Non-energy sales growth has been sluggish because companies in the S&P derive about half of their sales from outside of the US. Technology and materials are the sectors most dependent on foreign sales, but even 40% of staples sales come from overseas.

Europe and Asia are the main markets outside of the US. Real European GDP is growing at around 1.8%. Japan's real GDP grew 1.7% in 4Q16. That's slower growth than the US, but not dramatically so. Importantly, ex-US growth is better now than it was 2-3 years ago.

But a headwind for ex-US sales growth has been the value of those transactions measured in dollars. When the dollar rises in value, the value of sales earned abroad (in foreign currency) falls. If foreign sales grow 5% but the dollar gains 5% against other currencies, then sales growth will be zero in dollar terms.

That has been a well-established pattern for more than 30 years.  The chart below compares changes in the dollar (blue line; inverted) with growth in S&P sales (red line). A higher dollar has corresponded with lower sales. Overtime, the importance of the dollar's value has grown as the proportion of S&P sales outside of the US has risen (from Yardeni).

The trade-weighted dollar began to rapidly appreciate in July 2014 (3Q14) just as sales on the S&P peaked. By the beginning of 2016, the dollar had appreciated by 25%. With half of the sales of the S&P coming from outside the US, the dollar's appreciation alone cut S&P sales by more than 10 percentage points. In the chart above, you can see that a similar fall in sales growth occurred in 1997-98 when the dollar also rapidly appreciated over the course of a year (shared ovals).

It's not well remembered now, but the heart of the 1990s bull market had an earnings recession that lasted for the better part of 1996-98. It dissipated after the affects of the dollar's appreciation had passed. That seems to have occurred now as well.

Importantly, the headwind from the dollar has largely dissipated. In 4Q16, the dollar's appreciation was only about 5% yoy. In 1Q17, the dollar is tracking an appreciation of less than 3% yoy.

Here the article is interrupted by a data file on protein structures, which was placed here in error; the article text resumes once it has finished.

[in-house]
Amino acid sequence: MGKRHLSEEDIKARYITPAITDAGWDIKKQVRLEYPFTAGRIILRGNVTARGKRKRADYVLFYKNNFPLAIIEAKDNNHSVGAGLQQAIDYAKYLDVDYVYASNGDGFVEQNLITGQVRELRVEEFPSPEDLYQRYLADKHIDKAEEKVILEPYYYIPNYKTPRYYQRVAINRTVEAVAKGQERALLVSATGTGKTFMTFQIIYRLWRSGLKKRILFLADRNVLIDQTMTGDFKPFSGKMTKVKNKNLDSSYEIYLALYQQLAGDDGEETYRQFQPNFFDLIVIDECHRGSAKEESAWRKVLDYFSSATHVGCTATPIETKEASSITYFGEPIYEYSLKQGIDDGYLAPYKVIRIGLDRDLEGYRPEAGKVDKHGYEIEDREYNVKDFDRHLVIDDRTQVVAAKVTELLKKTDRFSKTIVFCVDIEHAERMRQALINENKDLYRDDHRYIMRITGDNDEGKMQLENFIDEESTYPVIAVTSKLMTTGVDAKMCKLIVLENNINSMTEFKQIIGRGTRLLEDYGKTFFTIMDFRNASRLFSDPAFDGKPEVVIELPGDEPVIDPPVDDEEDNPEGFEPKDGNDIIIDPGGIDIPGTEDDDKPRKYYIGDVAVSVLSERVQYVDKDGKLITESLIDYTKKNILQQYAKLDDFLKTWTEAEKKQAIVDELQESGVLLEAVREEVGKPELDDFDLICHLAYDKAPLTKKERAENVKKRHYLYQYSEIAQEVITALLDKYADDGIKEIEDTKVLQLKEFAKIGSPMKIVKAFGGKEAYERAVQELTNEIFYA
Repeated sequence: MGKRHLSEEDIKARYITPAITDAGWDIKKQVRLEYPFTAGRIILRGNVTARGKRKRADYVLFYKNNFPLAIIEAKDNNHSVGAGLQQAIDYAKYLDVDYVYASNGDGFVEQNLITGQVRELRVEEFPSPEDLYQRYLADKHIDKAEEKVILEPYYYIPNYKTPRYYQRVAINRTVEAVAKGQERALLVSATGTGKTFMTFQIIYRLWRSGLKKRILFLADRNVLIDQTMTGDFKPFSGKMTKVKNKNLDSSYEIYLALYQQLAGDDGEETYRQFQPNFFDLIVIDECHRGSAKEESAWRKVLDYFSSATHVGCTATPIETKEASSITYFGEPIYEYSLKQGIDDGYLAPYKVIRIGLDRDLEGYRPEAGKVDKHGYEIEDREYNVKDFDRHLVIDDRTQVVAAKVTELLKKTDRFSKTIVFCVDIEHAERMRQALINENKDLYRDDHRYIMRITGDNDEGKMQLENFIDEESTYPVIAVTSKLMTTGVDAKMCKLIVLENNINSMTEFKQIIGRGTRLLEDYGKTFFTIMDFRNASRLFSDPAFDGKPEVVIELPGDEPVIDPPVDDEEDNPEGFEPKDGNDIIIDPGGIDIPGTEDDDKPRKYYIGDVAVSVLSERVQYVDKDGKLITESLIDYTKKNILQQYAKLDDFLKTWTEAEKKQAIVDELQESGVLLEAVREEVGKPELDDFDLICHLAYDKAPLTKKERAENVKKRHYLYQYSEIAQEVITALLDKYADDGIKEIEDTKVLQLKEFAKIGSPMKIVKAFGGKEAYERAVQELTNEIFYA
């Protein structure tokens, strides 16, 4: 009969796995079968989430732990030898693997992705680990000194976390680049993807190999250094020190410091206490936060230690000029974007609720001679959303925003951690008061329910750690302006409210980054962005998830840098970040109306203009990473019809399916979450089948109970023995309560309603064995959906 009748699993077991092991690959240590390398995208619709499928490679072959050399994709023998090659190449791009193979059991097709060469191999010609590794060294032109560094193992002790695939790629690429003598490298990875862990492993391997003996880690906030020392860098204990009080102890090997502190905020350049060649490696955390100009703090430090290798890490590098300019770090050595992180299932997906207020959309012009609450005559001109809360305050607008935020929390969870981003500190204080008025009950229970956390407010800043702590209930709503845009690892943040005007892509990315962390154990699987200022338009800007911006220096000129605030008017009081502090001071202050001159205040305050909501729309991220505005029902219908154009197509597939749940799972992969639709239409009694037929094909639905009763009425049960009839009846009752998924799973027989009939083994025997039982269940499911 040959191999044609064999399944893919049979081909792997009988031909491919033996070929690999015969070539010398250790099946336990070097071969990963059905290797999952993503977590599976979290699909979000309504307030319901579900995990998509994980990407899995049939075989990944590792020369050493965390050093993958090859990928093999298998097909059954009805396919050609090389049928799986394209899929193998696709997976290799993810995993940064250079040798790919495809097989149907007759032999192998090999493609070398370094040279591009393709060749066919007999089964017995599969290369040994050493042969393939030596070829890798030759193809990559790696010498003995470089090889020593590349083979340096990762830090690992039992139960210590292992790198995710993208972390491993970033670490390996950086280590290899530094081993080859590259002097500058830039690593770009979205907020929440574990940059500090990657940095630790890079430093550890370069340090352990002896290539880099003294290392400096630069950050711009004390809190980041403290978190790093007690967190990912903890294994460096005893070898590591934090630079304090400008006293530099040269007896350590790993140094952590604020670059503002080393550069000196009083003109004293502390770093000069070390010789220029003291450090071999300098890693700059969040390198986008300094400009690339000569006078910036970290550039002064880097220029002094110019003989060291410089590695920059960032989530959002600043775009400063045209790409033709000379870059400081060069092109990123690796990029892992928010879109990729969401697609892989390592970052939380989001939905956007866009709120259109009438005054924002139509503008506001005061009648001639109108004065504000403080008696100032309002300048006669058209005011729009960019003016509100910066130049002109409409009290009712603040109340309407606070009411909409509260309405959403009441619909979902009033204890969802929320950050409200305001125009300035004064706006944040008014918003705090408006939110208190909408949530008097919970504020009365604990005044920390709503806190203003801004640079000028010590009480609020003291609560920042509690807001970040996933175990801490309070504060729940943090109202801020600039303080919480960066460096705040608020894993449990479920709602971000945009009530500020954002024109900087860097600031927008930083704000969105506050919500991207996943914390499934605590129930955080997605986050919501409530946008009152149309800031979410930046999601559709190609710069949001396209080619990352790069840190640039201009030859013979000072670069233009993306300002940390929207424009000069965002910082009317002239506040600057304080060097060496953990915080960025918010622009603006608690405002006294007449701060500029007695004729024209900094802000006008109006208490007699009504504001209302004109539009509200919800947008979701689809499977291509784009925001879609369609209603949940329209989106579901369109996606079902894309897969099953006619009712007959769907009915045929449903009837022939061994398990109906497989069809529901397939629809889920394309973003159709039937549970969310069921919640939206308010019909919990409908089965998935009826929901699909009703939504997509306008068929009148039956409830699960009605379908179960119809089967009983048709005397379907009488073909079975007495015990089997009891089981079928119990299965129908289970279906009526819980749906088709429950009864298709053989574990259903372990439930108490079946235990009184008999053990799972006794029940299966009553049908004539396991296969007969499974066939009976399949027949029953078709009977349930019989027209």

In summary, the sales growth for the S&P was 4.5% yoy in 4Q16. Looking ahead, the average price of oil was about $35 in 4Q15 versus the current price of $50. It's likely that energy will now contribute positively to overall S&P sales growth.

Let's now look at earnings.  Overall EPS (GAAP-basis) are 46% higher than a year ago. On a trailing 12-month basis (TTM), EPS is 13% higher yoy. Recall that TTM EPS growth was negative seven quarters in a row from 1Q15 to 3Q16.

Given the forgoing discussion on sales growth, it should come as no surprise that corporate profitability peaked right before the rapid fall in energy prices and the appreciation in the dollar. In 3Q14, profit margins were 10.1%; that fell to a low of 8% in 4Q15.

In the chart above, note that margins have now rebounded to 9.6%. Overall profit margins are right back near their prior highs from 2014.

For most sectors, margins expanded between 4Q14 and 4Q16 (middle column). The big outlier was energy. Energy had an outsized affect on overall margins and falsely indicated a high risk of recession. (Note: the real estate sector weighing is tiny, at less than 1%).

Energy profit margins fell from 9% in 3Q14 to negative 11% in 4Q15. This one sector was the source for nearly all of the decline in the overall margins from 3Q14 to 4Q15. Energy margins are still low - and a drag on overall margins - but now positive (1%).

Without the negative drag from energy, total margins for the S&P (blue line) are now as high (10.3%) as they were in 3Q14.

In summary, the EPS growth for the S&P rebounded to 46% yoy growth in 4Q16. Overall profit margins are back at their former highs from 2014. Nearly all of the interim weakness in profitability was related to weakness in energy. That the other sectors showed continued strength was a very strong indication that corporate results were not indicative of an imminent recession (from Yardeni).